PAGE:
I have started this thread because for a developer, getting the first plugin translated is not an easy task as the process seems to be no so transparent and scattered over tens of pages (if you get to the correct links).
A plugin author is a developer, so I just love the logical way. I understand IF this THEN that and how to make sure to get the system working in a great way as you (as an end-user) want it. So when I develop a plugin (let’s take https://wordpress.org/plugins/bbp-toolkit/ as an example), it’s normal to look for a button on the plugin page called ‘Translate bbP Toolkit’ and … Yep there it is. But behind that button there is just text with links to more text containing other links.
If the process needs to be explained, start from the following questions:
- How do I change my code so it’s ready for other languages? Give me the basic function(s) or tell me where in the readme file or the header of the main php file I need to apply changes. Can I find examples and explanation of how it works ?
- How can I ask my friends to help me translate, where do they need to login and where do they add the translation (what guidelines to follow). How do I get help from global translator editors for general questions
- How does my translation gets ‘ready-for-use’, so when do others get it and how ?
- The very first link you get when entering the translation environment is : “New to Translating WordPress? Read through our Translator Handbook to get started.”, but that one points to a very global page https://make.wordpress.org/polyglots/handbook/tools/glotpress-translate-wordpress-org/ that is not a starting point from a developer point of view. This one: https://make.wordpress.org/polyglots/handbook/rosetta/theme-plugin-directories/ was much more appropriate on the practical side
- Why, when a language reaches 100% it is not automatically activated, so why wait for a GTE to validate it, can I not just accept for my own plugin?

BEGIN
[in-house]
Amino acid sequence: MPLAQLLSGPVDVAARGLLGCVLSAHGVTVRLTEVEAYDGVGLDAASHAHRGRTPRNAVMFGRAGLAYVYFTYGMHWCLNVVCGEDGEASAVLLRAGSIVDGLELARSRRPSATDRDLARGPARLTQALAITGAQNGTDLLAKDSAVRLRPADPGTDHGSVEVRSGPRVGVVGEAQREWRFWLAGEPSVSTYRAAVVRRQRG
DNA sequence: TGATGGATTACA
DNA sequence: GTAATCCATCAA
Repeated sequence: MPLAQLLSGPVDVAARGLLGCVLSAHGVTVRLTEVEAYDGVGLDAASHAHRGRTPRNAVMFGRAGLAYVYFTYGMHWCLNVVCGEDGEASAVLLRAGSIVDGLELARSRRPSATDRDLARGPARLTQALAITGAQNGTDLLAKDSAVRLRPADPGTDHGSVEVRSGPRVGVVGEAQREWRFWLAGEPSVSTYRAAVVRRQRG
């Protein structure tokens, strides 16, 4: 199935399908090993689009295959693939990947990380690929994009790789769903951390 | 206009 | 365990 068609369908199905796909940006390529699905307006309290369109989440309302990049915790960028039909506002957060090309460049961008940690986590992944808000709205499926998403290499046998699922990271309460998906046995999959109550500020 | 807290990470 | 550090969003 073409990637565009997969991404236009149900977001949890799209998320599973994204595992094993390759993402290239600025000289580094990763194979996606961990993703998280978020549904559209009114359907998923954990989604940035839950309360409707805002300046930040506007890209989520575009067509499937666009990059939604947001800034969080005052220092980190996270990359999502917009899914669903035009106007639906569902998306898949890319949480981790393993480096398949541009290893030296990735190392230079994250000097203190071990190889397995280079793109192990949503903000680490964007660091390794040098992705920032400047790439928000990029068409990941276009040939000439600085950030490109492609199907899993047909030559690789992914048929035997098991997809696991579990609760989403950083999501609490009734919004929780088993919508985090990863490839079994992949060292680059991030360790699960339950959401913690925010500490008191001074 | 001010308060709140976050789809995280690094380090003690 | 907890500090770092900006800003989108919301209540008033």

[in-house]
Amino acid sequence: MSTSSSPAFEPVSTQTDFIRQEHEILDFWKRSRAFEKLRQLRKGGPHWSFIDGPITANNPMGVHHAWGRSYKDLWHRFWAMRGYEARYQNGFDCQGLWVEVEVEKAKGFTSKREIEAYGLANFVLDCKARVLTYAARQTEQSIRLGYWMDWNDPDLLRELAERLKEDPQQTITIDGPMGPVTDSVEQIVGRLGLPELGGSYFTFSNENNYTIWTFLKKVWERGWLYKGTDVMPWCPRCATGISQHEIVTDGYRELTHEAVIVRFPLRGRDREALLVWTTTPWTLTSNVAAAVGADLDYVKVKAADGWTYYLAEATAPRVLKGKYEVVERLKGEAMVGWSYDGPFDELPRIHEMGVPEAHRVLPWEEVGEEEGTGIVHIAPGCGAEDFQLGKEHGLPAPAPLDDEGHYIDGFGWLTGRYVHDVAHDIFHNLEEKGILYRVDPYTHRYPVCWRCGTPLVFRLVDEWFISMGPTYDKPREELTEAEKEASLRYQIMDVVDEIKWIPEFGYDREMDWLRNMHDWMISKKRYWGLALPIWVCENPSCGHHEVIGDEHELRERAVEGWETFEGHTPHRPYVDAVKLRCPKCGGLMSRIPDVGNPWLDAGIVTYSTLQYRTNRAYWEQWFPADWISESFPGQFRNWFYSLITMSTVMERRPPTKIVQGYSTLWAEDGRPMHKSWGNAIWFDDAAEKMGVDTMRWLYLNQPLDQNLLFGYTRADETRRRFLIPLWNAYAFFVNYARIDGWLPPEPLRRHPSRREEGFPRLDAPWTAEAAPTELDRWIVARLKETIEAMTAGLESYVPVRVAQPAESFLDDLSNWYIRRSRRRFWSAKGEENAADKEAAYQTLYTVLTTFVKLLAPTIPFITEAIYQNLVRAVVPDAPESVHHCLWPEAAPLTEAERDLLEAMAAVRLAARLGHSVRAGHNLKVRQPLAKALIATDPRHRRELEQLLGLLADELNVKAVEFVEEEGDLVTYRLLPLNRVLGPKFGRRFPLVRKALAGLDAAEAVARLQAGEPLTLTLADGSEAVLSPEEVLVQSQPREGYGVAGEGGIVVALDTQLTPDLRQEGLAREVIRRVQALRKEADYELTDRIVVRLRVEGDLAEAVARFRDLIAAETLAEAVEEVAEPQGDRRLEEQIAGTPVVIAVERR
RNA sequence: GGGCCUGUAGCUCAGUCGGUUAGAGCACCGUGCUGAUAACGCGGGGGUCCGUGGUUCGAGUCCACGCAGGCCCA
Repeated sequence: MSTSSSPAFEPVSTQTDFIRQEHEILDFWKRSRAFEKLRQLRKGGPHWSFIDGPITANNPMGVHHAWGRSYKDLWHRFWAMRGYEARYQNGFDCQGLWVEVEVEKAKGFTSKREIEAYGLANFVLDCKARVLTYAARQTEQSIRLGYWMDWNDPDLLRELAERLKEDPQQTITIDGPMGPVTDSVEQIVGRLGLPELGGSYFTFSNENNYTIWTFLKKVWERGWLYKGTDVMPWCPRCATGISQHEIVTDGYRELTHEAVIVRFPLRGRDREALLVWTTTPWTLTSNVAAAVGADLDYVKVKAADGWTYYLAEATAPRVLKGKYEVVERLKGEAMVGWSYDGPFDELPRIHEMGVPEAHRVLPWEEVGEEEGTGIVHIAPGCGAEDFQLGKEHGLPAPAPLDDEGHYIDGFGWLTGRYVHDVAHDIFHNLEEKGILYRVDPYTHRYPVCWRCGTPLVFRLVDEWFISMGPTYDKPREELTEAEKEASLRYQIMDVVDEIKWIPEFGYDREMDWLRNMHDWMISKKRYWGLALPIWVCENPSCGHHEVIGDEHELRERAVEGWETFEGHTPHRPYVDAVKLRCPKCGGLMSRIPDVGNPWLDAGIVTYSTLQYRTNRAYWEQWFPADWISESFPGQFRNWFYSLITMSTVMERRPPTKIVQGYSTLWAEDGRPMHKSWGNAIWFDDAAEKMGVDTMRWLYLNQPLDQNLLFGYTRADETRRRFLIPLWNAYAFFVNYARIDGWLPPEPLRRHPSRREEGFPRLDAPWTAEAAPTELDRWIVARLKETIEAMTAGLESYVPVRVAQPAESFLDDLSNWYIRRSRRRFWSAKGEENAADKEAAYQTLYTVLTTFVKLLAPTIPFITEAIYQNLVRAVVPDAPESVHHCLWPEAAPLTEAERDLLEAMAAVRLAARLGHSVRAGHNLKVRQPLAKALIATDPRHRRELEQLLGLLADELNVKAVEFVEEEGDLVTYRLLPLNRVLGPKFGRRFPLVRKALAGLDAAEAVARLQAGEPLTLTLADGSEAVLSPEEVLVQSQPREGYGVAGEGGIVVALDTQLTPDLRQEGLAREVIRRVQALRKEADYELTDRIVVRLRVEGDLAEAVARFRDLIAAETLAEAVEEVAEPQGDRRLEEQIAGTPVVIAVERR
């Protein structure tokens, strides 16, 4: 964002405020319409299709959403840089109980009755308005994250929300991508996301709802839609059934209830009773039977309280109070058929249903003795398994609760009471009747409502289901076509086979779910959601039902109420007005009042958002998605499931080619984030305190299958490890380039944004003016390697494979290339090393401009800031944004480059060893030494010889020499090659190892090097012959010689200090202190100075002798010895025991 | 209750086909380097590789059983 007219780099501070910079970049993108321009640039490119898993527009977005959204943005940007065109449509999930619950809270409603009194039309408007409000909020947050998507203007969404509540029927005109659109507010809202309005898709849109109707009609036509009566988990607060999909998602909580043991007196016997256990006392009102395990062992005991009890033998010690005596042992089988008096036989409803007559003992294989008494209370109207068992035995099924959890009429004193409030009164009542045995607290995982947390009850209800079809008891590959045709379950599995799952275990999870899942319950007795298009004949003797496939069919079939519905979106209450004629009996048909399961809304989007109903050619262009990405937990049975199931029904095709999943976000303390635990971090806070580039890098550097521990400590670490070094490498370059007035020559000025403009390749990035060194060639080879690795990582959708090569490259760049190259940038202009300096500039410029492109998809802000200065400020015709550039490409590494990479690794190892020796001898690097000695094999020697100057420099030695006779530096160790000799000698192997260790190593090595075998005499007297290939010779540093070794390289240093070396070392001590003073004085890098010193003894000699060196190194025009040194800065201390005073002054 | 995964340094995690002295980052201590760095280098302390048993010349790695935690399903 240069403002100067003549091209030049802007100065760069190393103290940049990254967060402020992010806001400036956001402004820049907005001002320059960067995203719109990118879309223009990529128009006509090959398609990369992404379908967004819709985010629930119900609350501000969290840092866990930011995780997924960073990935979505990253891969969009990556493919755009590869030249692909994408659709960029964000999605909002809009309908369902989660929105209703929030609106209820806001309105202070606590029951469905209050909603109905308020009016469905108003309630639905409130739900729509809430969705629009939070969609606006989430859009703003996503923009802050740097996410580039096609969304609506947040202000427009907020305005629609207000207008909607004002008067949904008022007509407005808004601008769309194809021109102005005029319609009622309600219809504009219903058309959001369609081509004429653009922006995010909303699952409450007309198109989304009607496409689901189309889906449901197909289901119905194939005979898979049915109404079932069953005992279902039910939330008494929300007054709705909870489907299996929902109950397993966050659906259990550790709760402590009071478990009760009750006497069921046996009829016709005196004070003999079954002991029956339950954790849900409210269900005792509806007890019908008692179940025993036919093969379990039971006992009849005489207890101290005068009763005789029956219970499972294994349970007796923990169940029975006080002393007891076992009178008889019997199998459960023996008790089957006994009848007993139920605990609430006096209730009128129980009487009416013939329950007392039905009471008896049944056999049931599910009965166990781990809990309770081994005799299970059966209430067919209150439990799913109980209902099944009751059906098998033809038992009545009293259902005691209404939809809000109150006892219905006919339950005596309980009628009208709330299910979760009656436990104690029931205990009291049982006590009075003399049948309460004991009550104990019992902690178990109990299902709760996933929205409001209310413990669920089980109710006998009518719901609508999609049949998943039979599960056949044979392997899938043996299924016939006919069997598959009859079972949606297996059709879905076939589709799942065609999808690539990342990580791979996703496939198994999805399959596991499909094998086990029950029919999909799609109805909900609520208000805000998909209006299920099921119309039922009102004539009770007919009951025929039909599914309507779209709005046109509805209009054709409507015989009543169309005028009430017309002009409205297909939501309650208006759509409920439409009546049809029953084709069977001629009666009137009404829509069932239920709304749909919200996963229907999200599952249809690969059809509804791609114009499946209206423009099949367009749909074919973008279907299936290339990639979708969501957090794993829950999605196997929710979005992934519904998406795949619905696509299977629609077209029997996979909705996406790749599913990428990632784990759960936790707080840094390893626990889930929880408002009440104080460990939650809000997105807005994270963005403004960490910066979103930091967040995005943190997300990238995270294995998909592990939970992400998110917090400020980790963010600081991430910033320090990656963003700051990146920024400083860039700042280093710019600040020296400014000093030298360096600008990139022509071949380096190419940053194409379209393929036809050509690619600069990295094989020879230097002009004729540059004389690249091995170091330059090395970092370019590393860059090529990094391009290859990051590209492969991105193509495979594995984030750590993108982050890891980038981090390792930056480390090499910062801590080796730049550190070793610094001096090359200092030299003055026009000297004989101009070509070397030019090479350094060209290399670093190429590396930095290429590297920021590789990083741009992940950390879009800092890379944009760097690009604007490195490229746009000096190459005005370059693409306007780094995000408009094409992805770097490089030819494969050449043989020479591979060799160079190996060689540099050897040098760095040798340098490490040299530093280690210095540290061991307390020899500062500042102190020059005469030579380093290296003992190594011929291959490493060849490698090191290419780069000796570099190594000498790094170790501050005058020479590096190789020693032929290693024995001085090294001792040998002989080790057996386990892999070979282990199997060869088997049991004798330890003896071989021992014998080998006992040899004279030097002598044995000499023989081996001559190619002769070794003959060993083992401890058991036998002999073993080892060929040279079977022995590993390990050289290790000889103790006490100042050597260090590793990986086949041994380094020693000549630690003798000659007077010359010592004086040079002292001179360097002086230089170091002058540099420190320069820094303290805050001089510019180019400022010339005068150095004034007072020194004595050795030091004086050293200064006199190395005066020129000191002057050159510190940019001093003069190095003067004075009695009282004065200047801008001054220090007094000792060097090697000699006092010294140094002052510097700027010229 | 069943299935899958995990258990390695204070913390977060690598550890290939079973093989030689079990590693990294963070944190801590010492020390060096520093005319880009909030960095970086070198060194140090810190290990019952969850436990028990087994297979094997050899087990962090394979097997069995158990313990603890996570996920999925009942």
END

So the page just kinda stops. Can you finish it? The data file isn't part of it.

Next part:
- What can I do with my existing .po files? Why is there not an automatic upload?
- Some strings were automatically translated, nice, but it seems I should not change them ? Because if the translation of a word or sentence is ‘universal’, so across WordPress and all plugins?
- How can I get to a GTE with a question? I found the teams, so if somebody is available I might bother them, but not sure if this is the right way to go. If a translation is at 100%, how to ask to validate ?
- I can be a PTE for my own project in the languages I speak or understand. Fair enough, but one depending on the language for some it’s sufficient to ask and you get it, for others it’s a kind of quick chat and in some cases it’s close to a university entry exam?
- What if a locale gets to 99%, then a new version arrives and adds 20 strings? (There answer seems to be that you need to reach ONCE at least the 100%, then you don’t loose your translation, see this example)
Some ideas (from myself but also found on different forums)
- Add a sticky message on your plugin forum to ask for help in translation
- Use a different tool for getting the requests for translation. I don’t think tat make.wordpress.com is the best place
- Explain better (or define) the upload process for po/mo files
- Every locale should have an updated glossary for basic words (I know some have them!)
- For smaller plugins, code update speed might be more important then translation, so the original (english) text could be accepted amongst the translation for the new features. Options: Don’t use translation, use best available translation, only use 100% translations
- How about Opt-in per plugin/project: So e.g. at least 90% of a locale needs to be available, then the plugin author can decide to use that 90% and use the original for the rest?
- How about auto-validating waiting translations for all plugins that are e.g. over 90% translated?
- How about lowering the 100% translated threshold?
- Create a form on the plugin or on the translation pages to send a request to the locale for validation of the project/plugin?
I’m European, 5 languages on my CV and over the double of programming languages, so yes, I’m into languages! I fell in love with WordPress about 2 years ago when I started to help out with the parents association of the school. You can find me mainly helping out people on the bbPress forums when I’m not busy professionally.